A Girl Like That was written by Tanaz Bhathena. I read this book a while ago, but I have fallen behind with my review writing. I found this book on the new release shelf of the young adult section of my library. The premise interested me, so I added it to my pile.

The book opens with the deaths of the protagonist Zarin and her boyfriend Porus. Armed with this knowledge, the reader must delve into the backstory, which details the events that led up to this untimely demise.

Zarin is a teenage girl living in Saudi Arabia. She’s Indian, and she lives in an expatriate community with her aunt and uncle. She has already acquired a reputation by the time she meets Porus, but she is so much more than “the girl like that”. Her life is heartbreakingly complicated, and her story deserves to be told.

The story unfolds from multiple perspectives; not just that of Zarin and Porus, but others as well. In many ways, these teens are the same as their American counterparts, but in Saudi Arabia, boys and girls cannot even congregate together. This creates an interesting dynamic as the characters must skirt around the strict rules of the religious police.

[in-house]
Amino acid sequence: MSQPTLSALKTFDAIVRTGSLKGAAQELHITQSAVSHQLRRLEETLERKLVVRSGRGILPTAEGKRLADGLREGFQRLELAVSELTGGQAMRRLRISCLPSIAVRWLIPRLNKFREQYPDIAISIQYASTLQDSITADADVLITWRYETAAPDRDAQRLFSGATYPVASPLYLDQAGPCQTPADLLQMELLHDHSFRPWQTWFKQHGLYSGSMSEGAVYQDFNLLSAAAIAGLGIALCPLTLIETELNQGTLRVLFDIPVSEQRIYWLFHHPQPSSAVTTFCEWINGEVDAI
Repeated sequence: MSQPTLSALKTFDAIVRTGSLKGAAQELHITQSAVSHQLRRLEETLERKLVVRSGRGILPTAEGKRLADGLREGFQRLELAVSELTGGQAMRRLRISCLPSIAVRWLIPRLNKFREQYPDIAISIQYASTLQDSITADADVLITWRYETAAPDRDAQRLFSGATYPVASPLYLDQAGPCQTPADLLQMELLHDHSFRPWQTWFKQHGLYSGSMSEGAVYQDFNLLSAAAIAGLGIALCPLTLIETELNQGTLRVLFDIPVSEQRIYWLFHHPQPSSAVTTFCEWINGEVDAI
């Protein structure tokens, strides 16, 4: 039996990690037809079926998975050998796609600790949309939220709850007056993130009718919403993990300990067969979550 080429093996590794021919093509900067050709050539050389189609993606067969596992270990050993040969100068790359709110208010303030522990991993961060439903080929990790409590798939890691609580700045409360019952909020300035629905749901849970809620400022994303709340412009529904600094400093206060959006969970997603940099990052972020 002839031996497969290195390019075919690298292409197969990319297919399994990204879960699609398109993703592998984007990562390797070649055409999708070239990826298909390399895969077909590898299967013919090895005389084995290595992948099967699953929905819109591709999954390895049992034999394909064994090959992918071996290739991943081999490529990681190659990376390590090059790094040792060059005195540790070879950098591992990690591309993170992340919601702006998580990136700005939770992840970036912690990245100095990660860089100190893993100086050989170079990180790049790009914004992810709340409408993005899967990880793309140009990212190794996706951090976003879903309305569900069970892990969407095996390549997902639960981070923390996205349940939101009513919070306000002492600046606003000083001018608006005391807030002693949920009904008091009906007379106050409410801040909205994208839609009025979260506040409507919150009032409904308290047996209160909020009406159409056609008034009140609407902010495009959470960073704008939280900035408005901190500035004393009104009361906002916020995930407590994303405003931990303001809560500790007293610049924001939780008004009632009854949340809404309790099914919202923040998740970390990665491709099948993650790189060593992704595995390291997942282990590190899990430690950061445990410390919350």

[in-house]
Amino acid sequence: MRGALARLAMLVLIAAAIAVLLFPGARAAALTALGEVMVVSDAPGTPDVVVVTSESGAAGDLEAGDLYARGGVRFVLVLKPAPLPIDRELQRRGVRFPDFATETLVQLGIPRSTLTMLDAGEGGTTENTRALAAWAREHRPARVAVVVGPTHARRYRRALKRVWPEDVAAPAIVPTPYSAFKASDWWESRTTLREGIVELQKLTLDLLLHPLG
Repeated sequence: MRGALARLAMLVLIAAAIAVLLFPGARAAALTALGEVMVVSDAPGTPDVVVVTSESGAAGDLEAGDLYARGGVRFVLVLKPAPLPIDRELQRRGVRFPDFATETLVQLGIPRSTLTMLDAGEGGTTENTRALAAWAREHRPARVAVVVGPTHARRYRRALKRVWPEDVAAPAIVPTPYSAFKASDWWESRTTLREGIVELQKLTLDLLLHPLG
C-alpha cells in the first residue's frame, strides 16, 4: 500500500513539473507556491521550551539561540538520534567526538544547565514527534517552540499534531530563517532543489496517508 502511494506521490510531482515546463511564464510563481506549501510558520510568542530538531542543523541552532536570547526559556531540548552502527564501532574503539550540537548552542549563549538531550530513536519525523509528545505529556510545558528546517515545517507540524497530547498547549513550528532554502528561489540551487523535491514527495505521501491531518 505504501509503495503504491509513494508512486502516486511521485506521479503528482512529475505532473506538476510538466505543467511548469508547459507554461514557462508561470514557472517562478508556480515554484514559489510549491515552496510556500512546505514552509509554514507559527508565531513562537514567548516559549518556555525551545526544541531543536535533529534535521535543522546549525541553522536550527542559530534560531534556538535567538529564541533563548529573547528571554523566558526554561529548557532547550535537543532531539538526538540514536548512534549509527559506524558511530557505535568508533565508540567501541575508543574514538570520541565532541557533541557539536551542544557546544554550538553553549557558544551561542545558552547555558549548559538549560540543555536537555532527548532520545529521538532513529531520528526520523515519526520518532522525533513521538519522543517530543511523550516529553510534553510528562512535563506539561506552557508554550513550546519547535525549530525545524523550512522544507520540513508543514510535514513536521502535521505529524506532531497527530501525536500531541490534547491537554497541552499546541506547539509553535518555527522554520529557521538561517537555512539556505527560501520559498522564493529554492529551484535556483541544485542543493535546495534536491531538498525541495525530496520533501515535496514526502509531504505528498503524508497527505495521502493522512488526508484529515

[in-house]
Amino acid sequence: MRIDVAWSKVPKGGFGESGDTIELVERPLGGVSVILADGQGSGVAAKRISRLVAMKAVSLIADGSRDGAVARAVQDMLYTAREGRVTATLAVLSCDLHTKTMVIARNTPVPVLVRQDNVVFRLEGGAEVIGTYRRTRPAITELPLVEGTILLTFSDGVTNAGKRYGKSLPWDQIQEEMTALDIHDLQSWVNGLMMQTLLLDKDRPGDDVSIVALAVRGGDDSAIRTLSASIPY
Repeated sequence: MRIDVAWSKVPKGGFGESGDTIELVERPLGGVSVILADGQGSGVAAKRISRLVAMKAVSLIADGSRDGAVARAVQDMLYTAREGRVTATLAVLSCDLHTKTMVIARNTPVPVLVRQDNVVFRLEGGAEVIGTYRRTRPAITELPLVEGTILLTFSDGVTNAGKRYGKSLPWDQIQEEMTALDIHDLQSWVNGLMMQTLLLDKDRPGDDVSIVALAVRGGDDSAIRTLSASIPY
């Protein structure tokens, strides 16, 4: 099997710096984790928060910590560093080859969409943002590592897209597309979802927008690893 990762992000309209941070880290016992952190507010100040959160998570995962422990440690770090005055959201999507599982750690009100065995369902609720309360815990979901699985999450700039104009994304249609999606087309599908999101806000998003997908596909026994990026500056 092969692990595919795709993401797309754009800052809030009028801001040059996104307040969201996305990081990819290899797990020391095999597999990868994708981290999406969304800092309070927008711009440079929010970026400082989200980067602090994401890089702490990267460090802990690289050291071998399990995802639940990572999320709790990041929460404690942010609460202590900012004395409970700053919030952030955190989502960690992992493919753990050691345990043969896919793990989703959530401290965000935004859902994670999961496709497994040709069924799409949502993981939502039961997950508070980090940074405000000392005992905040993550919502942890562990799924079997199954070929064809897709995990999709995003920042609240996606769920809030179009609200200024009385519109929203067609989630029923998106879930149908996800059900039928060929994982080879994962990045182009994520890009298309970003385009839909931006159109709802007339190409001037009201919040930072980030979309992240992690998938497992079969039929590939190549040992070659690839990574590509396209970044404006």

As one might image, this is not a happy story, and some of the things that happen are quite heartbreaking. But as I read, I couldn’t put the book down; I was so riveted and I had to find out what was going to happen next. Zarin is a likeable narrator, and it’s easy to see how a girl can acquire a reputation without even trying.

I would absolutely recommend A Girl Like That. Zarin offers such a unique voice, and the narrative is so compelling. This book will most certainly appeal to the target demographic as well as fans of the young adult genre. This is a stunning debut, and I am looking forward to reading more from Bhathena in the future.


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